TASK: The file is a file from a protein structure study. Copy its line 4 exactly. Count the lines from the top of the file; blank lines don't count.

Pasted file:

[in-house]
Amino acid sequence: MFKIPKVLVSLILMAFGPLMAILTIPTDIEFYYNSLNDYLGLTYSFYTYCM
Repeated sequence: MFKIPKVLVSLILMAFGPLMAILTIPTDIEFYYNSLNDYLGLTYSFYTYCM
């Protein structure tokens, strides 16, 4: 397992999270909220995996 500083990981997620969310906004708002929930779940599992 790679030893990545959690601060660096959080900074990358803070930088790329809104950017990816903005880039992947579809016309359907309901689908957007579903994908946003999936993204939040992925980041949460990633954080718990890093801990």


């Protein structure tokens, strides 16, 4: 397992999270909220995996 500083990981997620969310906004708002929930779940599992 790679030893990545959690601060660096959080900074990358803070930088790329809104950017990816903005880039992947579809016309359907309901689908957007579903994908946003999936993204939040992925980041949460990633954080718990890093801990």